Who did better?

Sales rep A and sales rep B have the same account list. They joke about how they should carpool to their accounts.

Sales rep A walks in, does the normal discussion and tasting with the buyer, goes through the inventory and starts to take the order. Ten wines get ordered, a case of each. A little talk about the wines they just tasted leads to two more cases. The sales rep feels that pushing harder would take the conversation into an uncomfortable or annoying zone, and that it’s time to wind up the sales call. He leaves with 12 cases in the notebook.

Sales rep B walks in, does the show and dance of wines, takes inventory, and starts the taking of the order. Five wines get ordered, just three bottles of each, and a little talking leads to buying two of the wines just tasted, so seven different wines in total, but under two cases. But she feels good, feels that is enough, and it’s time to finish the sales call. Handshake, see ya next week, and then off to the next account.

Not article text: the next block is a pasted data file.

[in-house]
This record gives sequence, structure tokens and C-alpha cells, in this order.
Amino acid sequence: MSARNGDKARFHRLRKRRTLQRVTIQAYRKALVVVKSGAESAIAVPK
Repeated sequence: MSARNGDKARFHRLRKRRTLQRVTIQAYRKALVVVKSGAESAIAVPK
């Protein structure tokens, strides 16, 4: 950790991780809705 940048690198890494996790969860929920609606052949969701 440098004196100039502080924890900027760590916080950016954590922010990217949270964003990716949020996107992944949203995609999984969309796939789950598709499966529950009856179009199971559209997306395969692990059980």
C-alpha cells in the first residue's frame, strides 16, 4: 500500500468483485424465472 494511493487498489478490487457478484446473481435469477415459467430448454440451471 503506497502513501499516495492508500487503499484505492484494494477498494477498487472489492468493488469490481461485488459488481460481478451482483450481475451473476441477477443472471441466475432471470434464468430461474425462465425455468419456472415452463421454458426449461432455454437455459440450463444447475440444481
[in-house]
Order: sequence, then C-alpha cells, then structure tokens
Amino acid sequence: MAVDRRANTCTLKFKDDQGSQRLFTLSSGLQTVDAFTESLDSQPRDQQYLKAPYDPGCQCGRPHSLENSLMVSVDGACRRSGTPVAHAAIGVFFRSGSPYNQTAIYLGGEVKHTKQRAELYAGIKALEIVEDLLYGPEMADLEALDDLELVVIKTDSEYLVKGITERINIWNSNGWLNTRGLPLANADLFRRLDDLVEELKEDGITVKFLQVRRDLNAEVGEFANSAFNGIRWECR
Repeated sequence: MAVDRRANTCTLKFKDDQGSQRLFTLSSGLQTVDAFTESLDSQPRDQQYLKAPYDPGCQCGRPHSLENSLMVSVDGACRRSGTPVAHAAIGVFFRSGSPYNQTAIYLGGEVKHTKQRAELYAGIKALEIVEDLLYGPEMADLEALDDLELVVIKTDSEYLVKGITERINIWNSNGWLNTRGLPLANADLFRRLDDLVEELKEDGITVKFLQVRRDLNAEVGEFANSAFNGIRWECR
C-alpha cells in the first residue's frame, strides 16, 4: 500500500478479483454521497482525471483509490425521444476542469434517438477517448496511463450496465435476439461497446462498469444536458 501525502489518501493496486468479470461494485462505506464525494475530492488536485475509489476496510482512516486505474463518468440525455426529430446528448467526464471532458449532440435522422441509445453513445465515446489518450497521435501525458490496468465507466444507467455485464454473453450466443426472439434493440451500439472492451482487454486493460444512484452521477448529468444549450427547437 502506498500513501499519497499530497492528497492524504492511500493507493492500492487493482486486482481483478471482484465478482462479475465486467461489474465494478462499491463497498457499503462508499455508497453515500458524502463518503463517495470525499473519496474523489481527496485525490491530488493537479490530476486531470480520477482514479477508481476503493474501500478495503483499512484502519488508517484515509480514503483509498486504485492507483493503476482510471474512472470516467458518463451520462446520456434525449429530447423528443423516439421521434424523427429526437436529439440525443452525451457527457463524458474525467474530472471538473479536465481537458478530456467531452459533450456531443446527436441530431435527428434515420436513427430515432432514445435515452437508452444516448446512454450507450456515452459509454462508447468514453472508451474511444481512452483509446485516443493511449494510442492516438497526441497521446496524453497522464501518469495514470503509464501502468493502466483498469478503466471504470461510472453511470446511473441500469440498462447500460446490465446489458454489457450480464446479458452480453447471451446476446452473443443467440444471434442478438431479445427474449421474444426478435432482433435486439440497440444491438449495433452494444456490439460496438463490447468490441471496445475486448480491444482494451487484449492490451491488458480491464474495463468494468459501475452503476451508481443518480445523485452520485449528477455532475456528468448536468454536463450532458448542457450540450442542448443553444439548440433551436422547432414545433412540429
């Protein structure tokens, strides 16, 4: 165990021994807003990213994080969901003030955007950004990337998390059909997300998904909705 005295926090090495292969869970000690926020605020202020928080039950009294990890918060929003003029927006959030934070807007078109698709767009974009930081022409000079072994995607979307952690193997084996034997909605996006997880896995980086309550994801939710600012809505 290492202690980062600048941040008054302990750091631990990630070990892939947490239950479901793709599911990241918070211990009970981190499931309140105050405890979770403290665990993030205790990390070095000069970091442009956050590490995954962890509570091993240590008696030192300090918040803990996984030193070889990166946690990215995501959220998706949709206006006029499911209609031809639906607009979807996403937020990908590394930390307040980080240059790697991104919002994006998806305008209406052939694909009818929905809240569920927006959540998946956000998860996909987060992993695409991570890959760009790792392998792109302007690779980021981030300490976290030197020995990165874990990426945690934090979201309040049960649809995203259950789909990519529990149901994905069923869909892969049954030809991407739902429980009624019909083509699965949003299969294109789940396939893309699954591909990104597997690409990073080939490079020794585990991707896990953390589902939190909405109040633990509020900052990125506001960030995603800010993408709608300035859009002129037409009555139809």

Who did better?

Often times the numbers don’t tell the story. By simply tracking placements and cases it’s easy to miss what is important. This is the downfall of many sales managers, for a report or a spreadsheet is easy.

Here’s how this story ends.

Sales rep A sold twelve cases of commodity-driven plonk that is price shopped all over town and had to deal with an incredibly angry buyer the next week because the wines showed up on the cover of a national chain’s flyer in the Sunday paper.

Sales rep B sold many of the wines to the neighboring restaurant as well, and in the pre-shift training, that week emphasized that the store next door carries all of them. Please, she told them, let all of your customers that order it by the glass know that they can buy it next door. One week later, over half the wines had sold and she got the reorder on the successful new placements.

Who did better?

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